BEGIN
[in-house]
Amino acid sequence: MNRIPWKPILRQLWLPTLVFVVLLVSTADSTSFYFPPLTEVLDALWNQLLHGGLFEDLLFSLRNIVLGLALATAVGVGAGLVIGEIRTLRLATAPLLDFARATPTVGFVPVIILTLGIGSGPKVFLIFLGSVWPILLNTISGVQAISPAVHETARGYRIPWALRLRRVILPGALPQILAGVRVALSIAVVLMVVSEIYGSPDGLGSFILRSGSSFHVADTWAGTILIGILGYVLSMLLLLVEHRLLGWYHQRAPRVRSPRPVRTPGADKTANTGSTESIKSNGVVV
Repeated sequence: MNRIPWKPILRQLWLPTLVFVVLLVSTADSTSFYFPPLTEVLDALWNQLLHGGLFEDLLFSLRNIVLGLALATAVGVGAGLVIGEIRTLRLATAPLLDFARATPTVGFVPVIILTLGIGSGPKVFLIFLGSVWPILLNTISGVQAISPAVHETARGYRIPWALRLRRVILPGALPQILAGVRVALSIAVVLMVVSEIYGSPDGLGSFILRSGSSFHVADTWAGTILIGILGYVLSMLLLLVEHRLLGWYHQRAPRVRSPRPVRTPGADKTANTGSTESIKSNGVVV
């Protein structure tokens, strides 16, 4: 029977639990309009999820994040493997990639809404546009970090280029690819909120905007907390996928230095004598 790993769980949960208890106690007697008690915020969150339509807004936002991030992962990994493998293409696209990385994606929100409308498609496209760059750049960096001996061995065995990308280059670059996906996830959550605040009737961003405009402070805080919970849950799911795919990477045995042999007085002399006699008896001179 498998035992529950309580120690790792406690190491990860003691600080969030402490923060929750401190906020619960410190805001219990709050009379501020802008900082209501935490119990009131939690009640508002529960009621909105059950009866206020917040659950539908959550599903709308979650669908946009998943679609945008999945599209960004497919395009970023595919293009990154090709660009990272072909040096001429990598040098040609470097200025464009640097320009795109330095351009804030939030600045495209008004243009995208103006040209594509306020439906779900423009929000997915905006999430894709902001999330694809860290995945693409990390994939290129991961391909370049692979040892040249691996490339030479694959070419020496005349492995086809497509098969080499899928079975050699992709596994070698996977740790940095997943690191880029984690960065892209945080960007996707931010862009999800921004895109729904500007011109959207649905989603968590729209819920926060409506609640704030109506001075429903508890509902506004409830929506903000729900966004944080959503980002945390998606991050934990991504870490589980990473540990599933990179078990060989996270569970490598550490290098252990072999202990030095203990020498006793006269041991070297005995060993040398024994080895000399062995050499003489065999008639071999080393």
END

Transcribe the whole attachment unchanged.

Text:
[in-house]
Amino acid sequence: MNRIPWKPILRQLWLPTLVFVVLLVSTADSTSFYFPPLTEVLDALWNQLLHGGLFEDLLFSLRNIVLGLALATAVGVGAGLVIGEIRTLRLATAPLLDFARATPTVGFVPVIILTLGIGSGPKVFLIFLGSVWPILLNTISGVQAISPAVHETARGYRIPWALRLRRVILPGALPQILAGVRVALSIAVVLMVVSEIYGSPDGLGSFILRSGSSFHVADTWAGTILIGILGYVLSMLLLLVEHRLLGWYHQRAPRVRSPRPVRTPGADKTANTGSTESIKSNGVVV
Repeated sequence: MNRIPWKPILRQLWLPTLVFVVLLVSTADSTSFYFPPLTEVLDALWNQLLHGGLFEDLLFSLRNIVLGLALATAVGVGAGLVIGEIRTLRLATAPLLDFARATPTVGFVPVIILTLGIGSGPKVFLIFLGSVWPILLNTISGVQAISPAVHETARGYRIPWALRLRRVILPGALPQILAGVRVALSIAVVLMVVSEIYGSPDGLGSFILRSGSSFHVADTWAGTILIGILGYVLSMLLLLVEHRLLGWYHQRAPRVRSPRPVRTPGADKTANTGSTESIKSNGVVV
């Protein structure tokens, strides 16, 4: 029977639990309009999820994040493997990639809404546009970090280029690819909120905007907390996928230095004598 790993769980949960208890106690007697008690915020969150339509807004936002991030992962990994493998293409696209990385994606929100409308498609496209760059750049960096001996061995065995990308280059670059996906996830959550605040009737961003405009402070805080919970849950799911795919990477045995042999007085002399006699008896001179 498998035992529950309580120690790792406690190491990860003691600080969030402490923060929750401190906020619960410190805001219990709050009379501020802008900082209501935490119990009131939690009640508002529960009621909105059950009866206020917040659950539908959550599903709308979650669908946009998943679609945008999945599209960004497919395009970023595919293009990154090709660009990272072909040096001429990598040098040609470097200025464009640097320009795109330095351009804030939030600045495209008004243009995208103006040209594509306020439906779900423009929000997915905006999430894709902001999330694809860290995945693409990390994939290129991961391909370049692979040892040249691996490339030479694959070419020496005349492995086809497509098969080499899928079975050699992709596994070698996977740790940095997943690191880029984690960065892209945080960007996707931010862009999800921004895109729904500007011109959207649905989603968590729209819920926060409506609640704030109506001075429903508890509902506004409830929506903000729900966004944080959503980002945390998606991050934990991504870490589980990473540990599933990179078990060989996270569970490598550490290098252990072999202990030095203990020498006793006269041991070297005995060993040398024994080895000399062995050499003489065999008639071999080393």